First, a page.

Diet Pills Watchdog | Are You Drinking Enough Water?

Page updated at 15. January 2019.
First published on the 19th. October 2018.

Water is the key to life. That’s why we’re looking for it on other planets. Drinking enough water every day provides many benefits and helps prevent the development of the negative symptoms of dehydration.

But how much water is enough? What are the benefits of increased water usage?

Many dehydration problems

Dehydration has a negative impact on all organs in your body, especially since your body is made up of about 60% water. Mild to moderate symptoms of dehydration may include drowsiness, dry mouth, increased thirst, decreased urine production, darker colored urine, dizziness, headache, and lightheadedness.

Symptoms of severe dehydration include irritability and confusion, sunken eyes, dry skin that is not resilient when pressed, rapid heartbeat and low blood pressure.

Extreme dehydration can be life threatening and requires immediate medical attention.

Note that dry mouth and thirst are two signs that you are already mildly dehydrated. Drinking water throughout the day can prevent dehydration. Studies have shown that even mild dehydration can lead to decreased performance during exercise and impaired cognitive abilities.

Compaction may be exacerbated or caused by dehydration. Anecdotally, people report a worsening of acne and skin quality due to dehydration.

The many benefits of hydration

The biggest benefit of drinking plenty of water is that it prevents dehydration and all the negative side effects that come with it. However, increasing water intake has also shown great benefits in one area, weight loss!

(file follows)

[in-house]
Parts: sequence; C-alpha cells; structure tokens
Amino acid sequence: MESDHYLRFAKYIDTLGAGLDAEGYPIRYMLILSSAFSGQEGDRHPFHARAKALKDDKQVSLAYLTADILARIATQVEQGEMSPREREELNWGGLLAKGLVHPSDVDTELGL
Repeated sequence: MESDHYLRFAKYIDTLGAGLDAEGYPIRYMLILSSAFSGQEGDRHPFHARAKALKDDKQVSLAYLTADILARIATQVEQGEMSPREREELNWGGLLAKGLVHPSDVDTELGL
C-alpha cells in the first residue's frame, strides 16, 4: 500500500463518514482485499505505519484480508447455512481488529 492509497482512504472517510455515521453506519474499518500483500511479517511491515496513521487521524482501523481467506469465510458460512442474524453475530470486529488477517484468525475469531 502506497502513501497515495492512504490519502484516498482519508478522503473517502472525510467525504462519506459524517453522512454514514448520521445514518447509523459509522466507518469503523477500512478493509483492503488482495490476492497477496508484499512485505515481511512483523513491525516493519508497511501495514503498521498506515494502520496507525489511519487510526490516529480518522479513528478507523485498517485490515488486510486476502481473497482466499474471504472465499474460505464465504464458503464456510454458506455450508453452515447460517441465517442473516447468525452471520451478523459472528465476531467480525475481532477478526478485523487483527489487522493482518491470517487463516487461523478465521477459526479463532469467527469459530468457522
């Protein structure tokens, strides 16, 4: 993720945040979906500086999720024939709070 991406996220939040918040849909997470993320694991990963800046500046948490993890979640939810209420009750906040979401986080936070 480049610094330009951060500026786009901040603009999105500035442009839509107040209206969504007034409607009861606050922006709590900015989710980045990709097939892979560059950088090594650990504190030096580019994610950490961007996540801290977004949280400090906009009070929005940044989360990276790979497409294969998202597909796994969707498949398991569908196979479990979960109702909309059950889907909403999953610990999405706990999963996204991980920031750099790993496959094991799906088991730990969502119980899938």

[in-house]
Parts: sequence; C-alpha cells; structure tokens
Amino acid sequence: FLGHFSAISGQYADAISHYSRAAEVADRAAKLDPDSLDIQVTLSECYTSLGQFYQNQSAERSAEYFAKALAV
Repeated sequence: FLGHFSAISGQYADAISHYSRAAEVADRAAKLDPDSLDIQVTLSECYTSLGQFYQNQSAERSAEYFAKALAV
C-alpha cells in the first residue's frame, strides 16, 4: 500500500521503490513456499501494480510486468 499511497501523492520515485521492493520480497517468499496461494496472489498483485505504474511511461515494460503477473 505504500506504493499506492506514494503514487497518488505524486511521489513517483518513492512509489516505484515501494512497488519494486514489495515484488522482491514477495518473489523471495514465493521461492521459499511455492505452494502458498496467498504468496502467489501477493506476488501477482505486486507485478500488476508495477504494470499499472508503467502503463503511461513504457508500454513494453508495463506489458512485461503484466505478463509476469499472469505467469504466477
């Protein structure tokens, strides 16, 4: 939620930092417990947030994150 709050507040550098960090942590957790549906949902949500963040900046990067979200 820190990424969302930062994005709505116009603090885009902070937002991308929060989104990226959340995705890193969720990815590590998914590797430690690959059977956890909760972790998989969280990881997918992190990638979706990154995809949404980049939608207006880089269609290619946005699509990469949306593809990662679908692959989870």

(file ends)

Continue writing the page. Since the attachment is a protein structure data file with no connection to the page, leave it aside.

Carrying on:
Weight loss

Making sure you drink plenty of water can help the dietitian lose weight in many ways. First, a glass of water contains no calories; by comparison, a large Starbucks latte has 190 calories, a large glass of red wine 214 calories, and a small glass of orange juice 112 calories. By reducing the calorie content of diet drinks, it is much easier to lose weight.

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Drinking water also seems to play a role in your metabolism. One study found that consuming 16 ounces of water temporarily increased the metabolism of the participants by about 30%. Researchers concluded that increasing water consumption by 1.5 liters (about 6 glasses) per day would increase calorie consumption by about 200 calories per day!

Research also shows that drinking cold water is the best choice if you want to promote weight loss; your body needs the water you drink to warm up. Water also has an appetite suppressant effect; it fills your stomach, especially if you drink one or two glasses just before a meal. One study found that people who drank a large glass of water before a meal consumed about 75 fewer calories without even thinking about it. This increases over time and can definitely speed up weight loss; another study showed that people who drank 500ml of water before each meal lost 44% of their weight in 12 weeks, compared to people who simply dieted. Source.

How much water does the average person need?

Estimates of the exact amount of drinking people need vary, but some numbers are increasing. The amount recommended by most health care providers and government organizations is about 2 liters per day (67 fluid ounces in the U.S.) or about 8x 8 ounces of water (often called 8×8), not including caffeinated and alcoholic beverages. However, there is no strong clinical evidence to support this amount [source], and it doesn’t really make much sense to have a single approach for how much water you should be drinking per day. Your height, weight, exercise and body composition all affect the amount of water you need per day. Your body also gets water from food, especially foods rich in water such as fruits, vegetables, soups and milk. Diuretic drinks such as tea and coffee seem to provide more water than is lost through increased urination.

In general, the best advice is to drink water throughout the day, and more if you are thirsty. If your urine is dark in color, it is a sign that you need to increase your water consumption. In reality, ideal water intake varies from person to person, and only you can determine how much water you really need each day. If any of the conditions described below apply to you, you should increase your water consumption.